"And we are expected to believe that while they engage in these sorts of transactions in other cases, when it comes to the Clintons, it's completely clean and has nothing to do with trying to buy influence," he said. "I think it stretches reality beyond any recognition. When you throw money at political figures, often times the expectation is that they are going to do something in favor for you."
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'All about political influence'
Schweizer concedes that absent evidence such as that which might be available in Hillary Clinton's now destroyed emails, he can't prove generous donations to the Clinton Foundation influenced public policy.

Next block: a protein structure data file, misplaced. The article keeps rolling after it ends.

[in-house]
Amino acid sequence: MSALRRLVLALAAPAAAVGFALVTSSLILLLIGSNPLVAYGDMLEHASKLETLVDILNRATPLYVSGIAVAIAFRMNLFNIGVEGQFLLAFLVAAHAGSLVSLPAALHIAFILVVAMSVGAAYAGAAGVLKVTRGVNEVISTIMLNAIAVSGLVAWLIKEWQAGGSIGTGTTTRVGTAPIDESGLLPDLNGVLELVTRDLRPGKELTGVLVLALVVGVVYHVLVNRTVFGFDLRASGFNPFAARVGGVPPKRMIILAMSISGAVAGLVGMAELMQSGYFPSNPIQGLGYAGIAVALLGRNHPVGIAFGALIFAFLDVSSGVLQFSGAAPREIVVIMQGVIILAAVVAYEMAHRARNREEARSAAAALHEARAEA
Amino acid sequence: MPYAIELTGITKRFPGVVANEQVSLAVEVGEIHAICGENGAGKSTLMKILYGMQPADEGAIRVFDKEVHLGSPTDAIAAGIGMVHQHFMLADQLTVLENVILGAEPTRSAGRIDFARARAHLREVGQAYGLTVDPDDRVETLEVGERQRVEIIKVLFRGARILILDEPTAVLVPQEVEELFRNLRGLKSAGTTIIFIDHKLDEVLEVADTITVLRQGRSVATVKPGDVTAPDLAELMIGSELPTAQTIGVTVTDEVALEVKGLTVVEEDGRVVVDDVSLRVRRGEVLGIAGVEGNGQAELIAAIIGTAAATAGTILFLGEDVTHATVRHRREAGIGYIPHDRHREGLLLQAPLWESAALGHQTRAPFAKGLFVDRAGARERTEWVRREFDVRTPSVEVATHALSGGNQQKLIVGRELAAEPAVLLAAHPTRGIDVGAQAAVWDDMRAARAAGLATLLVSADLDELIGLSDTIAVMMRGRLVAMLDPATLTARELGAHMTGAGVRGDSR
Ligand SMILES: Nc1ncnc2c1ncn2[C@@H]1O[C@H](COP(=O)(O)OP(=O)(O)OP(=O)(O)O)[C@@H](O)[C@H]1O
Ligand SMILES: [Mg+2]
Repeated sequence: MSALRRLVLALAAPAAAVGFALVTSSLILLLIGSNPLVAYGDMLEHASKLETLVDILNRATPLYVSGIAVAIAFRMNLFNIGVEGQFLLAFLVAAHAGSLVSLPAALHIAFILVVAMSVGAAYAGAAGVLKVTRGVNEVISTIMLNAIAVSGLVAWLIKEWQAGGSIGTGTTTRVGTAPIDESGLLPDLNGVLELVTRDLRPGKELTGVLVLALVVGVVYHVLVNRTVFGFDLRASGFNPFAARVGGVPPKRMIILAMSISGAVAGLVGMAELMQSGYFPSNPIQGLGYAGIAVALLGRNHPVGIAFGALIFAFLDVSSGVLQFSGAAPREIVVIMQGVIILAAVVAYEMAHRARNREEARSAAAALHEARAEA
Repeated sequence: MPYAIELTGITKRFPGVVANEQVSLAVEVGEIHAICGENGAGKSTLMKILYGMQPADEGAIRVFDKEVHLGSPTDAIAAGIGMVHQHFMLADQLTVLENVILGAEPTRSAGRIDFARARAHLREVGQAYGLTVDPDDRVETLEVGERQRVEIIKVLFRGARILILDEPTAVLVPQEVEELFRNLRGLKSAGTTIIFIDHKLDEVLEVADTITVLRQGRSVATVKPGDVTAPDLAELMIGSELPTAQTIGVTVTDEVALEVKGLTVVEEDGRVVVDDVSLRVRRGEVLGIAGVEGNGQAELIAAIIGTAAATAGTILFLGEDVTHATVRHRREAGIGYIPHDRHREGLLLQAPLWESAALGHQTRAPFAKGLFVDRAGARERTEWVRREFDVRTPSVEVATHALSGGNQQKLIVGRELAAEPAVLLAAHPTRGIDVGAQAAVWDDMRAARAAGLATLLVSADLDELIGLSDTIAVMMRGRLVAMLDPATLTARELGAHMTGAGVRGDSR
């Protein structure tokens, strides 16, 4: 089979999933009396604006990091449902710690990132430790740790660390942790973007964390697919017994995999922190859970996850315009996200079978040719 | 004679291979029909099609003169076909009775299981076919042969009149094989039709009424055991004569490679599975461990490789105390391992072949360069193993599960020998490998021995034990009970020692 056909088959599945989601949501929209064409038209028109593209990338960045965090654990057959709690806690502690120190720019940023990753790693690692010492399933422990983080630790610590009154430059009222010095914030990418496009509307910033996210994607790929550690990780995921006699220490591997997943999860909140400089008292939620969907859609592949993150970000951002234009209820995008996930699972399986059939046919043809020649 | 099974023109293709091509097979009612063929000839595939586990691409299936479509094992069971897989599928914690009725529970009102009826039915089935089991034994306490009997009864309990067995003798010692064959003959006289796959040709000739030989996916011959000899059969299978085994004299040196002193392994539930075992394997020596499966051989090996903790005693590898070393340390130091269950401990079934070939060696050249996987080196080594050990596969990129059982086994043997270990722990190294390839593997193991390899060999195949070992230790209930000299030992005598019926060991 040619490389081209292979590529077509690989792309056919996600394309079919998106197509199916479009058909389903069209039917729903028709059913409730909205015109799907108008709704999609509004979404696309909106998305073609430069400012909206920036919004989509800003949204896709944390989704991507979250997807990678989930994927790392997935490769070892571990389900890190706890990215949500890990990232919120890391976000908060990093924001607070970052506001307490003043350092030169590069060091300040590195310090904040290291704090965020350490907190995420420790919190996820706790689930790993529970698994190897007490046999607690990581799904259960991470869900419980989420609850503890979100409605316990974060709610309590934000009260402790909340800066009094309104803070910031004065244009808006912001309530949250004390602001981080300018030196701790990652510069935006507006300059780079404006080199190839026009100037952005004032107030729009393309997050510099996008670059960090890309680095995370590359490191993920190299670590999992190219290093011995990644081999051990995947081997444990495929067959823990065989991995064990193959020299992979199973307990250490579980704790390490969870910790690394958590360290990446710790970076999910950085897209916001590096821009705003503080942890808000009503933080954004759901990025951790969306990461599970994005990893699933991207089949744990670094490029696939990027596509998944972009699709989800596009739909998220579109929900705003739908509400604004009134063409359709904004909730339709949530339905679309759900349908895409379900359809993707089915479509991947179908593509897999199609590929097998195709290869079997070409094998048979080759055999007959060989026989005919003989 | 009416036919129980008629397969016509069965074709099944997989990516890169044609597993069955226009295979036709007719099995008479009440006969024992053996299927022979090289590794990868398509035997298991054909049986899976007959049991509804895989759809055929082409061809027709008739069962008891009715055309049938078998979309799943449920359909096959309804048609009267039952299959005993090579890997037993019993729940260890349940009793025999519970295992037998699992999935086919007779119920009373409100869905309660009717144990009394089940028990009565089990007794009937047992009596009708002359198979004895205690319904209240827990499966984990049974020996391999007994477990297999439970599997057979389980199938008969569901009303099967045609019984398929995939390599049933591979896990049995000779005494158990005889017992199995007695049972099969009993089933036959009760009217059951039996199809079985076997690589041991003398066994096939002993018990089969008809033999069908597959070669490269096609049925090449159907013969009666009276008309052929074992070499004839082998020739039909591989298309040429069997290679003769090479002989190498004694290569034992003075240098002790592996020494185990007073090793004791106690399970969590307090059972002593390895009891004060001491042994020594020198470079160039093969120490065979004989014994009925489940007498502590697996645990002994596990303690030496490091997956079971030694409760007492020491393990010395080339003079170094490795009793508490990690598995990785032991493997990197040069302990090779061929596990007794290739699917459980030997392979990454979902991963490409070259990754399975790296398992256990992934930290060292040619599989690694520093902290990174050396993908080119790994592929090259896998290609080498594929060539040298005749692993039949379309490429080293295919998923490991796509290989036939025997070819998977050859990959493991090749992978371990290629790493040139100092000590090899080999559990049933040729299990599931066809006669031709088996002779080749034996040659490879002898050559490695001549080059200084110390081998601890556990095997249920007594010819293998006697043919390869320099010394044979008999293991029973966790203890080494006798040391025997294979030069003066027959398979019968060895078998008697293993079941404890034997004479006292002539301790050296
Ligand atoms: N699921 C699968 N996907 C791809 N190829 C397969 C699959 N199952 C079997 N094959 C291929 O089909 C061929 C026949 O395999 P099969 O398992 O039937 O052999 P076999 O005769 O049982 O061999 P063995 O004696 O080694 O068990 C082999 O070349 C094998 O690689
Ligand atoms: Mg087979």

Still, Schweizer argues, he has provided abundant evidence of a suspicious pattern that should prompt a federal law enforcement investigation of his allegations the Clintons used their charitable foundation to perpetrate a influence-peddling fraud that enabled them to enrich their net worth by to over $100 million.
"What you find is that when you look at the mining industry, or timber concessions or the oil industry in a lot of these developing Third World countries, is that it's all about having political influence," Schweizer said. "These are countries that are run by corrupt regimes. They get to say thumbs up or thumbs down whether you are going to get to mine in a certain area or drill for oil in a certain area.
"If you want to function in that kind of political environment, the best thing you can do is to have the husband of the secretary of state be your business partner," he said. "That's what people like Frank Guistra and a lot of other Clinton donors have done. They've looked for influence with the Clintons, for political protection from the Clintons. They've looked for an ex-president who has prestige, but who also has a spouse who has very real power and can make things happen."
'Boosting questionable reputations